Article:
Thomas Haldenwang, president of the BfV, said that systems to evaluate suspected perpetrators and tactics to comb the internet for broad terror networks are already in place in the fight against radical Islamic terror. Next year, many of those same strategies will be applied to suspected far-right groupings on the internet, at far-right concerts or gatherings, and within extreme political groups suspected of constitutional violations, such as the "Junge Alternative," the youth wing of the far-right Alternative for Germany (AfD), he added.
"The 'new right' will be more intensively scrutinized," said Haldenwang, referring to far-right mobilization efforts online. "It's a topic for the virtual world, as well as the real world."
Federal police and intelligence officers have also created centralized systems to better coordinate with counterparts on the state level and compile common lists of suspected violent perpetrators. A recent parliamentary hearing found that mistrust between state and federal authorities over informants and suspects created blind spots that led in part to 2016's deadly terror attack on a Christmas market.
Right-wing extremists in public service
According to federal statistics, in 2018 there were over 24,000 active right-wing extremists in Germany, with just over half considered capable of carrying out violent acts. The total number of these extremists is expected to increase in 2019 by as much as a third to 32,200, according to government documents obtained by German newspaper Tagesspiegel, in large part due to new scrutiny on groups affiliated with the AfD.
The newly announced mechanisms are also meant to weed out extremism within the government's own ranks, authorities said on Tuesday. Over the past year, a raft of cases of right-wing extremism have cropped up in the military, in the police and even in intelligence agencies themselves, prompting public outcry.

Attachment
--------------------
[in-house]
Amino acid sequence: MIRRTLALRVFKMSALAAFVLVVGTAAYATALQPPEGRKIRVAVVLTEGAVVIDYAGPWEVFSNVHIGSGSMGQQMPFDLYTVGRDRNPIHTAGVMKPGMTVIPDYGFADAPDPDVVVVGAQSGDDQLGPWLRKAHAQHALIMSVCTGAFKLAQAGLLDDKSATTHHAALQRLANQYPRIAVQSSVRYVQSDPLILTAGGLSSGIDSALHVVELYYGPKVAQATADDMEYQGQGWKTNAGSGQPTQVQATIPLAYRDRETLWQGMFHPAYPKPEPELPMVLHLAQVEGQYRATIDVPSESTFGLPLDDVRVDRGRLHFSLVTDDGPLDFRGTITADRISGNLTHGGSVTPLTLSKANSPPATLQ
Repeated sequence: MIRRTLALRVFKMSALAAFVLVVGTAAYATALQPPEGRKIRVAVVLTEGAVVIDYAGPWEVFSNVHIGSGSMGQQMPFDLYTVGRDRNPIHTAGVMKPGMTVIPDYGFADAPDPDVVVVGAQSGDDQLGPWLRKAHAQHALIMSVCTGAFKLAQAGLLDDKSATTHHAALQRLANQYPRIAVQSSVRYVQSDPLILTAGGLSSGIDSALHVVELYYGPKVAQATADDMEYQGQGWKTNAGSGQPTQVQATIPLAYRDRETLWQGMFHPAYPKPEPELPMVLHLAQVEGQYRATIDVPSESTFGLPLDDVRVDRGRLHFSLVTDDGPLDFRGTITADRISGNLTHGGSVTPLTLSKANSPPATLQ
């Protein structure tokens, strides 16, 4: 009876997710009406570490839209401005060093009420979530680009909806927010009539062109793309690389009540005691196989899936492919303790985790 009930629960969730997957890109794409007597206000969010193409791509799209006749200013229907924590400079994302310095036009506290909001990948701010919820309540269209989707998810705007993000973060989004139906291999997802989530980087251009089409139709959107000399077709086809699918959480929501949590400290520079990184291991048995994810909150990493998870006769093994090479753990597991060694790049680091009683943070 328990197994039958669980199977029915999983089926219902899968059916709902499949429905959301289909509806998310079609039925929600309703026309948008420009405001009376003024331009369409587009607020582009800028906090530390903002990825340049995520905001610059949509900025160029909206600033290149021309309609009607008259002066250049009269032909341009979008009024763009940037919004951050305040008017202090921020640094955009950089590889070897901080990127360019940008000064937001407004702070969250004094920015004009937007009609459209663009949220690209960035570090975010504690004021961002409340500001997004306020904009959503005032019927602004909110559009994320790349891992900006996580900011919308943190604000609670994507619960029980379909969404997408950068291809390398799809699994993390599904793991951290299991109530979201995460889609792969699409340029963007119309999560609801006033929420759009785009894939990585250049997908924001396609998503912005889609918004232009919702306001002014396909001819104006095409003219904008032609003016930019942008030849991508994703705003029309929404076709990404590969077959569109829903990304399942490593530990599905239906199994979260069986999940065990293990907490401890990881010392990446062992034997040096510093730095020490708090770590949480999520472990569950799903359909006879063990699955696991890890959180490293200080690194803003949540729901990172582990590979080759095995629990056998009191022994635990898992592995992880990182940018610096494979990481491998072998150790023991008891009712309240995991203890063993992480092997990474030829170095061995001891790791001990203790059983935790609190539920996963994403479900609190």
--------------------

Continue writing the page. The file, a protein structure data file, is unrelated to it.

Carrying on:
Most recently, Robert Möritz, a local politician in the eastern state of Saxony-Anhalt and member of Chancellor Angela Merkel's conservative Christian Democratic Union (CDU), was outed as a former neo-Nazi sympathizer. The news threw the state's government into turmoil and caused a blowback that reached party leader Annegret Kramp-Karrenbauer in Berlin.
"We believe that the national CDU and Mrs. Kramp-Karrenbauer should intervene and make clear that this is unacceptable," Saskia Esken, the newly elected co-leader of the center-left Social Democrats, Chancellor Merkel's junior coalition partners in Berlin, told reporters on Monday.
The CDU's party headquarters on Monday evening informed all its state cohorts, including in Saxony-Anhalt, that, "There's no place for Nazis in the CDU," but that every person "has a right to improve." After fielding criticism for having not already ousted Möritz from the party, CDU leaders in Saxony-Anhalt reportedly called a snap meeting for Thursday to discuss the case.
But high-profile party members in Berlin are already taking to the airwaves to express their frustrations with how the situation is being handled.
"In such a case the national party should have made very clear that it would have come to another decision," Ruprecht Polenz, former general secretary of the CDU, told German broadcaster Deutschlandfunk.